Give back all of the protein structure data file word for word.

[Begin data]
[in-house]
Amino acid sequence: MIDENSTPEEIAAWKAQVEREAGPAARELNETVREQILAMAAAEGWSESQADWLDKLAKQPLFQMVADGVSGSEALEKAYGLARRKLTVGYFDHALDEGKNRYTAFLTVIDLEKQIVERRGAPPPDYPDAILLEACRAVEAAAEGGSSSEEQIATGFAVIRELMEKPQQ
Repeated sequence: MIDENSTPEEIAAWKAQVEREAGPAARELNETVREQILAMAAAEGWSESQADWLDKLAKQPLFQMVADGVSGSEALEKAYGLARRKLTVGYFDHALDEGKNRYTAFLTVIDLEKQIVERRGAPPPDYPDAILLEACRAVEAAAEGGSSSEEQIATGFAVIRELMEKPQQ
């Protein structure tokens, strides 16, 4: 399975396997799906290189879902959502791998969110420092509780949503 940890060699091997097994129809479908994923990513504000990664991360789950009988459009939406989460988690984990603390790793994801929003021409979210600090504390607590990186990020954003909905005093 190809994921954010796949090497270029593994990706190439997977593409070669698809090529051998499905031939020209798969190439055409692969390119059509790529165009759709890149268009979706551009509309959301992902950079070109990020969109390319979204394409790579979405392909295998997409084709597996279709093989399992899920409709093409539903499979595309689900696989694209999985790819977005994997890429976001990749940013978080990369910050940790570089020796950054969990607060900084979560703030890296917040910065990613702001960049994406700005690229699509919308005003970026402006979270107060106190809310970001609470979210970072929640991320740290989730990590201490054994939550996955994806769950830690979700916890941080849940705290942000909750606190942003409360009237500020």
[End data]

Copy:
[in-house]
Amino acid sequence: MIDENSTPEEIAAWKAQVEREAGPAARELNETVREQILAMAAAEGWSESQADWLDKLAKQPLFQMVADGVSGSEALEKAYGLARRKLTVGYFDHALDEGKNRYTAFLTVIDLEKQIVERRGAPPPDYPDAILLEACRAVEAAAEGGSSSEEQIATGFAVIRELMEKPQQ
Repeated sequence: MIDENSTPEEIAAWKAQVEREAGPAARELNETVREQILAMAAAEGWSESQADWLDKLAKQPLFQMVADGVSGSEALEKAYGLARRKLTVGYFDHALDEGKNRYTAFLTVIDLEKQIVERRGAPPPDYPDAILLEACRAVEAAAEGGSSSEEQIATGFAVIRELMEKPQQ
């Protein structure tokens, strides 16, 4: 399975396997799906290189879902959502791998969110420092509780949503 940890060699091997097994129809479908994923990513504000990664991360789950009988459009939406989460988690984990603390790793994801929003021409979210600090504390607590990186990020954003909905005093 190809994921954010796949090497270029593994990706190439997977593409070669698809090529051998499905031939020209798969190439055409692969390119059509790529165009759709890149268009979706551009509309959301992902950079070109990020969109390319979204394409790579979405392909295998997409084709597996279709093989399992899920409709093409539903499979595309689900696989694209999985790819977005994997890429976001990749940013978080990369910050940790570089020796950054969990607060900084979560703030890296917040910065990613702001960049994406700005690229699509919308005003970026402006979270107060106190809310970001609470979210970072929640991320740290989730990590201490054994939550996955994806769950830690979700916890941080849940705290942000909750606190942003409360009237500020």